Out of this world water scenes from around the globe
The world is full of wonderful natural scenes, and water-based wonders are among the most mesmerising. Everything from lakes and waterfalls to canals and rivers counts, and each has its own beauty that should be admired. Here, we reveal some out of this world water scenes from around the globe.
Venturing to the outer reaches of Russia isn’t for the faint-hearted. But when you arrive, you’ll be greeted by the most magnificent scene. Lake Baikal isn’t just a World Heritage Site, it’s the largest freshwater lake by volume in the world.
It’s also one of the world’s oldest, with the lake’s history thought to go back some 25 to 30 million years, a title that has earned the lake the nickname ‘Galapagos of Russia’.
Lake Baikal is a must-visit all year round, and each season offers its own unique view of this stunning spectacle. Lonely Planet explains more about what to expect from your visit to Lake Baikal from summer to winter:
“Summer travellers enjoy gobsmacking vistas across waters of the deepest blue to soaring mountain ranges on the opposite shore; rarer winter visitors marvel at its powder-white surface, frozen steel-hard and scored with icy roads. Whether they swim in it, drink its water, skirt its southern tip by train, cycle or dog sledge over it in winter, or just admire it from 2000km of shoreline, most agree that Siberia doesn’t get better than this.”
Thinking of travelling to Lake Baikal this winter? Read our top hydration tips for outdoor adventurers.
Flowing miles through southern China, the Li River is the pearl of the Guangxi Province. Whichever part of the river you see, you’ll witness the most beautiful scenery, settings that have inspired generations of Chinese artists.
The waterway is lined with mountain peaks, farmland and traditional villages, all of which can be explored to enjoy an authentic experience in the heart of rural China. You can see the Li River in a variety of ways, the most classic being by boat, via bike or on a bamboo raft. Li River cruises are popular choices for foreign visitors, with most lasting up to four hours and taking in some remarkable scenes across the length of the river.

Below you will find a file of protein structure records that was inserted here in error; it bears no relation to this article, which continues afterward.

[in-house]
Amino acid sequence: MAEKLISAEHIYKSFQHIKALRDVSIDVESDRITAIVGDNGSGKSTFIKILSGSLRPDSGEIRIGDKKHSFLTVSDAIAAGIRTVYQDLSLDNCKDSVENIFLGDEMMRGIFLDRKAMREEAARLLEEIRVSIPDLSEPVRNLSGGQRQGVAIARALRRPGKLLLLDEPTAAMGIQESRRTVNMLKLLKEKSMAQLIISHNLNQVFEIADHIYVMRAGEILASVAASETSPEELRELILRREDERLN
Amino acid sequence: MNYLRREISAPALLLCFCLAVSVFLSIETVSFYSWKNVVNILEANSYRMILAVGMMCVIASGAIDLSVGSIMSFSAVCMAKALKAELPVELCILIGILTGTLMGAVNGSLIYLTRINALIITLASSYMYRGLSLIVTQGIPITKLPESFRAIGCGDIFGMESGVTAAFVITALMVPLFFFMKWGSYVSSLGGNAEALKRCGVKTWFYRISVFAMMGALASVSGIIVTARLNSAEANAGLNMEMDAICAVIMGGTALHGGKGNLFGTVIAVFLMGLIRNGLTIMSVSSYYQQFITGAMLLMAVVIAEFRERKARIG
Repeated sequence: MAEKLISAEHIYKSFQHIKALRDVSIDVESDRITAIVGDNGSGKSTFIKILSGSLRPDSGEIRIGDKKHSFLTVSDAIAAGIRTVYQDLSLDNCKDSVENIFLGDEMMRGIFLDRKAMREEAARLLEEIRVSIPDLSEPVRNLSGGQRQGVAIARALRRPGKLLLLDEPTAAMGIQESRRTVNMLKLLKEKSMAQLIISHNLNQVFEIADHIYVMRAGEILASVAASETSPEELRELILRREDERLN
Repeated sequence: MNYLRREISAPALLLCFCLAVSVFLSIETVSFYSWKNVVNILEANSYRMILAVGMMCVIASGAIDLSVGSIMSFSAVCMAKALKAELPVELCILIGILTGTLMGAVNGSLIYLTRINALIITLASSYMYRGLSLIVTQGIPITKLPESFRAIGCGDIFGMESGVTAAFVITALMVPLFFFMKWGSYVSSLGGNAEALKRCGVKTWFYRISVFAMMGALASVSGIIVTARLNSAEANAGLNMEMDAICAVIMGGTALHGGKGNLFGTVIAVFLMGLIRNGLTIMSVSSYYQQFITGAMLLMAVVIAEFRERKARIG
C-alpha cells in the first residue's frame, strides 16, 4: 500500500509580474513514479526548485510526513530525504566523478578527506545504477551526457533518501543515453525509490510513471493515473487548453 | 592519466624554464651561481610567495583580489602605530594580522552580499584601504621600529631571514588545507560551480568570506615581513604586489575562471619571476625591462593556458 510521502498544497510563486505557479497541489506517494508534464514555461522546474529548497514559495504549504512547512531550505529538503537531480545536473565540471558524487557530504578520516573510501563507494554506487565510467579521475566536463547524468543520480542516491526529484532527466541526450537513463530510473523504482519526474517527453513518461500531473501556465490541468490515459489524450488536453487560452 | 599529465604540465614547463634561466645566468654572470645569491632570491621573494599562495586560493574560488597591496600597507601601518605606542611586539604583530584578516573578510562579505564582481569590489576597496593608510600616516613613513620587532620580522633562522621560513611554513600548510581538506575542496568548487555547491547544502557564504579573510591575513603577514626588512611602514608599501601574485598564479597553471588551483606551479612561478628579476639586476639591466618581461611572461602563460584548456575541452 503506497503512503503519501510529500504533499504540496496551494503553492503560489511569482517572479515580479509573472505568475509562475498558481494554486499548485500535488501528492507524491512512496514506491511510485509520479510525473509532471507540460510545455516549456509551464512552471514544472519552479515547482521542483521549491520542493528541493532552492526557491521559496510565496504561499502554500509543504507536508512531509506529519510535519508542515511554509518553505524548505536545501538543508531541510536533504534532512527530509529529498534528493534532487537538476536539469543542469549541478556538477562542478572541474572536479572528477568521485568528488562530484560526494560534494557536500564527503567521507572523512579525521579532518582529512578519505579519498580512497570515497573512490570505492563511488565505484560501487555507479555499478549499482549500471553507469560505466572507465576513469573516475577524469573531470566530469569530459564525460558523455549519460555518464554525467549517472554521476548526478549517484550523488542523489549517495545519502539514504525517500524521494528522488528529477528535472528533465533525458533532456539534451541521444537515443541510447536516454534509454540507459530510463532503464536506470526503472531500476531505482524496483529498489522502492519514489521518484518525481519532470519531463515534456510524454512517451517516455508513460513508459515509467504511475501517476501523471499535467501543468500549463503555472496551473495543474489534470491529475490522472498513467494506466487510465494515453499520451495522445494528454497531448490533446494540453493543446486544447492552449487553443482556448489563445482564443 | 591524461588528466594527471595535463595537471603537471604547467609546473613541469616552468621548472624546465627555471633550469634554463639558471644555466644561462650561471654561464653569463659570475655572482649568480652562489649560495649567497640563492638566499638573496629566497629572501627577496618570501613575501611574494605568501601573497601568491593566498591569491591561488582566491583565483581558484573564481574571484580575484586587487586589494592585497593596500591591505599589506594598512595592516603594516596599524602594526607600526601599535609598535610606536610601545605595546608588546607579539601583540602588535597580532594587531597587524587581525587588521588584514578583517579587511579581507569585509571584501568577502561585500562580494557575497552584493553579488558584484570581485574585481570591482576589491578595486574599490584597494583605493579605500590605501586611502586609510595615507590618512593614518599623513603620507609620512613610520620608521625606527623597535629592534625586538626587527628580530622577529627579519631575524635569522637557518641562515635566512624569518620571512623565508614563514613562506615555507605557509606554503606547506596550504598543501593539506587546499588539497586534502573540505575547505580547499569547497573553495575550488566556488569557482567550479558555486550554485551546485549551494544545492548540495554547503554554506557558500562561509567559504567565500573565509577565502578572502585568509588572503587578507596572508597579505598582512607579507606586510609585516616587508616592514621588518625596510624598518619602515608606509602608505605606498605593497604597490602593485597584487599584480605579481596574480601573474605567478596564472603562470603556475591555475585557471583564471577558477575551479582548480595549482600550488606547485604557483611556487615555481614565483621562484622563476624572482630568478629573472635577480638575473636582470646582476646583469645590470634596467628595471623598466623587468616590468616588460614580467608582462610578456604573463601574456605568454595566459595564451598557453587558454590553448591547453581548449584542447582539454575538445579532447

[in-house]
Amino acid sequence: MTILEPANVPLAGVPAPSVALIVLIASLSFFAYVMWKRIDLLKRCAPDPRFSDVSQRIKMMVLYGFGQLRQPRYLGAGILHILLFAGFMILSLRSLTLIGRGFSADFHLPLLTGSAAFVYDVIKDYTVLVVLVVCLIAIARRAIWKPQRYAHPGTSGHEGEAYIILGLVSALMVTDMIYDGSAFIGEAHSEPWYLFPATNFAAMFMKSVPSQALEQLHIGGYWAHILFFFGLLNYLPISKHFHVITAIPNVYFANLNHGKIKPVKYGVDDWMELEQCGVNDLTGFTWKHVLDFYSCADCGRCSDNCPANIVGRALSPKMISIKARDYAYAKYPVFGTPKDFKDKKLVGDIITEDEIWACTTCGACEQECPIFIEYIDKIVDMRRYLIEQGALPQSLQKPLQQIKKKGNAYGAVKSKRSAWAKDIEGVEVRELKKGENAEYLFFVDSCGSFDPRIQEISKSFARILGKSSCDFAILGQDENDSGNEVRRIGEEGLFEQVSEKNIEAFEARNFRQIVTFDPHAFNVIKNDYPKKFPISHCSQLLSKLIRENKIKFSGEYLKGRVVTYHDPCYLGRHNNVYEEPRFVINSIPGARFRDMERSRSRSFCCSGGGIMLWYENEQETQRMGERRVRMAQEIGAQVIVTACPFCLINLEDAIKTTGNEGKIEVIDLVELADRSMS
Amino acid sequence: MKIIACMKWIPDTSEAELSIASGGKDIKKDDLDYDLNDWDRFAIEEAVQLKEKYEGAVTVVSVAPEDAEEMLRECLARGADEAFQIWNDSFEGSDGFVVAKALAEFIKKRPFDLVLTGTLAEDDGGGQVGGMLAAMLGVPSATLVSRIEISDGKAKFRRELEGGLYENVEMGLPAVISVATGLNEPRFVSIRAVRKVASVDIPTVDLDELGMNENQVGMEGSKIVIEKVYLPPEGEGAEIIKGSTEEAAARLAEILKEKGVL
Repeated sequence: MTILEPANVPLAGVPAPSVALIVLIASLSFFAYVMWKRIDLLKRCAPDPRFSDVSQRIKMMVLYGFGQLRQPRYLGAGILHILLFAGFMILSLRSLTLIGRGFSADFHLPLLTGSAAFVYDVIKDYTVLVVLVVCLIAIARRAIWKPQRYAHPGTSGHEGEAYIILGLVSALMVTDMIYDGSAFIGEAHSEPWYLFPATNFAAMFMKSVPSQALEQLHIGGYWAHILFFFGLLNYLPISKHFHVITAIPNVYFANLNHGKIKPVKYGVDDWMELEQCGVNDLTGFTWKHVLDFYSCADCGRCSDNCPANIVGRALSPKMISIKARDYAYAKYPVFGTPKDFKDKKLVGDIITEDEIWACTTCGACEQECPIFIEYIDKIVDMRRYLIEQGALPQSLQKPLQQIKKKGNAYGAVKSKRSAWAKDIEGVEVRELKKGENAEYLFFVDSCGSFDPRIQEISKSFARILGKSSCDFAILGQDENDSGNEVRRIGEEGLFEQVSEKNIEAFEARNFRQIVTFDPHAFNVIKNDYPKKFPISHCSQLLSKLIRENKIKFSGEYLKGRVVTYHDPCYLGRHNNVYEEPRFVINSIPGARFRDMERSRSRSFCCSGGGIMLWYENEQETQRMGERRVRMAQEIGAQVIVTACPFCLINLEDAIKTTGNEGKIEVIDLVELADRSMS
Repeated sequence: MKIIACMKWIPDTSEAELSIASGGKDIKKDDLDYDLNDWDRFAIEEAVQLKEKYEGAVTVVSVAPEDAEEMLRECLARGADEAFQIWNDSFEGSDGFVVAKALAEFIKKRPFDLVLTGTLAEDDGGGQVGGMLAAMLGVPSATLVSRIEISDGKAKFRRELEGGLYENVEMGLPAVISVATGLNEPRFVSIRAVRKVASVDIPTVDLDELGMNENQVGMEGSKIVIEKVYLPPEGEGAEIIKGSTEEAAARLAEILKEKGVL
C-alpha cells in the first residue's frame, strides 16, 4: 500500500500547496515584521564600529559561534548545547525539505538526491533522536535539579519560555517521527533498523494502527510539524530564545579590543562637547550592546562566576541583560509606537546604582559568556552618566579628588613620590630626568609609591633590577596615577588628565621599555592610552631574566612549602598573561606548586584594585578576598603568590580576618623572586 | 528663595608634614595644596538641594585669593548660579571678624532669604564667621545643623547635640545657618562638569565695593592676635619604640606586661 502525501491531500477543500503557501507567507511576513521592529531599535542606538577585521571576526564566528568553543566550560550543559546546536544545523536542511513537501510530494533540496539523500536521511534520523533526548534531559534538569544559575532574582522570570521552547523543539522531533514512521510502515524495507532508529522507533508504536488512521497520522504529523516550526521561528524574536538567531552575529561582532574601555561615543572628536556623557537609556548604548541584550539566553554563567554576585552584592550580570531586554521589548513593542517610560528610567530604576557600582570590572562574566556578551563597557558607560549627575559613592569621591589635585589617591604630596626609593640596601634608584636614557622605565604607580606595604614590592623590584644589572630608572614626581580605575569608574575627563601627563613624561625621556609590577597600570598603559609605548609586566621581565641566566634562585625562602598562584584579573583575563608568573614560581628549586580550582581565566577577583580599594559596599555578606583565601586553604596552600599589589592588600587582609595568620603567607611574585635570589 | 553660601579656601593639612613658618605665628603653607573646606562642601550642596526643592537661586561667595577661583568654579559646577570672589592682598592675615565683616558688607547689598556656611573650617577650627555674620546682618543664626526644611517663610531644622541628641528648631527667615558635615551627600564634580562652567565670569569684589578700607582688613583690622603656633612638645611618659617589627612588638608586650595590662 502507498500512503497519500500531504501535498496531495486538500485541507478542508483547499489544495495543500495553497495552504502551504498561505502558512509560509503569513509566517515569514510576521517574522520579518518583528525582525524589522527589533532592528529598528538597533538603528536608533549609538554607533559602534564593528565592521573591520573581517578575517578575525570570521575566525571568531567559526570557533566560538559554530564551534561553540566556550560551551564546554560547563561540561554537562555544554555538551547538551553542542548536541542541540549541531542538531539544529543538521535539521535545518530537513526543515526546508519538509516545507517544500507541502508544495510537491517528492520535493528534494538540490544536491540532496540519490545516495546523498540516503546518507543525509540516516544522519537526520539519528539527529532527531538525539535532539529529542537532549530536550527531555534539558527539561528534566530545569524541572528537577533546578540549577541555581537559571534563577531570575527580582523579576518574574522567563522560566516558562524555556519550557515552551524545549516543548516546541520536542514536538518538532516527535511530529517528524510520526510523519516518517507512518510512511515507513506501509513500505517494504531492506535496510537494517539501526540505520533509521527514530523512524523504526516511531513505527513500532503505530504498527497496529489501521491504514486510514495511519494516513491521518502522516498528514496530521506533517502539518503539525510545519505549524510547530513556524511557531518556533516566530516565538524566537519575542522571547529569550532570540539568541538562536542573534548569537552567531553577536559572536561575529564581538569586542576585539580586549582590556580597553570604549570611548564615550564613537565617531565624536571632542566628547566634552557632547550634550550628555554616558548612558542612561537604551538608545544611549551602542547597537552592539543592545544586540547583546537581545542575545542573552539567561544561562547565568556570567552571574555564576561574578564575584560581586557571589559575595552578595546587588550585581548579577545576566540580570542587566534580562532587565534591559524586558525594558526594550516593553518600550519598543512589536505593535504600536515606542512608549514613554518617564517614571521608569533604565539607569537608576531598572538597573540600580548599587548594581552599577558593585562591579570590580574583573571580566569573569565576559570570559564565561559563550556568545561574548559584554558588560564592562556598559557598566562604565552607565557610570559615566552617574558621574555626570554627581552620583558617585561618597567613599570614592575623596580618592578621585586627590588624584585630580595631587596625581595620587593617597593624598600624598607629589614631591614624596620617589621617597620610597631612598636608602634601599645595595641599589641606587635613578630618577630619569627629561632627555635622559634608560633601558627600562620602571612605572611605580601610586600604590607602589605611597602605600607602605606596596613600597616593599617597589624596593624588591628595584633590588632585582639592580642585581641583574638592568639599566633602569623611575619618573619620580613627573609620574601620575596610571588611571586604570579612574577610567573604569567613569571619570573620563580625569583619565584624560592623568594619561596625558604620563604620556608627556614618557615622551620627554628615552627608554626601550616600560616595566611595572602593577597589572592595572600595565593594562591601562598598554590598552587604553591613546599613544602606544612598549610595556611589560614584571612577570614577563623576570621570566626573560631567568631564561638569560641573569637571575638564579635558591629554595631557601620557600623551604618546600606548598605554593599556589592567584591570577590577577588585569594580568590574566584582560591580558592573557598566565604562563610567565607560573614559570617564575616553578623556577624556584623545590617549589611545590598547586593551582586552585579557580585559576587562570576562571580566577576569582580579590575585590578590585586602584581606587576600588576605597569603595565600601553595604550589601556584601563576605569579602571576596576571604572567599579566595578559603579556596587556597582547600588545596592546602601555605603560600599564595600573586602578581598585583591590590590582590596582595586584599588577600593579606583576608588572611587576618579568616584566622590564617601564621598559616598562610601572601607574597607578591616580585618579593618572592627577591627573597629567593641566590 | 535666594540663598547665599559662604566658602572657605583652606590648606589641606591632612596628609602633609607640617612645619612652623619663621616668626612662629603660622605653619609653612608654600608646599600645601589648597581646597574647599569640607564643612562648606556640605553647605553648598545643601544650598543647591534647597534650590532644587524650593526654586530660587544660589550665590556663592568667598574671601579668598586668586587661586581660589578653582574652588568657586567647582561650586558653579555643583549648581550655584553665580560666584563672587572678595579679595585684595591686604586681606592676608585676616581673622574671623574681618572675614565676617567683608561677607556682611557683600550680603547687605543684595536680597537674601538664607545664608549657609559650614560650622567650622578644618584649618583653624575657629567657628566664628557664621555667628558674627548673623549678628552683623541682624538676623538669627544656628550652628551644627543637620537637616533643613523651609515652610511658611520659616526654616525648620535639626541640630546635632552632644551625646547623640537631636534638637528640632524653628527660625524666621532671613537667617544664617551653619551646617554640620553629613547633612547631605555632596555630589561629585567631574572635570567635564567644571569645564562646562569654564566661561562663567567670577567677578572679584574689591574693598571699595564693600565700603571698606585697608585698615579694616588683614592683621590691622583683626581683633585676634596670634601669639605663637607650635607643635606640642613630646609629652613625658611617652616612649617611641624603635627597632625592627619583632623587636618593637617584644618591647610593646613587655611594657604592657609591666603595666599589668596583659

Europe’s floating city is one of the most romantic destinations, but simply visiting for its watery scenes is highly recommended. As the capital of Italy’s Veneto region, Venice is a tourist paradise.
Go off the beaten track to take in its countless canals, all of which are linked by more than 400 bridges. Along with the Bridge of Sighs, Rialto Bridge is the city’s most iconic. This particular bridge crosses the Grand Canal, Venice’s main waterway.
Great Barrier Reef
Looking after our oceans, and the endangered species who call it their home, is something that we are truly passionate about. Doing our bit for our oceans is all about keeping stunning scenes like the Great Barrier Reef in Australia intact for the next generations.
Stretching for over 1,200 miles, there’s a lot to love about the Great Barrier Reef. Its beauty and the complex ecosystem it houses is utterly unique. The World Heritage Site is home to more than 10,000 species in total. See what you can spot on your visit by going diving, snorkelling or for a cruise on a glass-bottomed boat.
It’s well worth braving the cold to see this breathtaking scene in Iceland. Gullfoss – which translates as ‘Golden Falls’ – is an iconic river canyon based in the south-west of this enchanting country. The river travels from a nearby glacier before falling 32 metres.
Gullfoss is just one of the dramatic natural scenes you can witness in Iceland. The waterfall is a part of the country’s Golden Circle, which features geysers, glaciers, gorges and crystal-clear springs.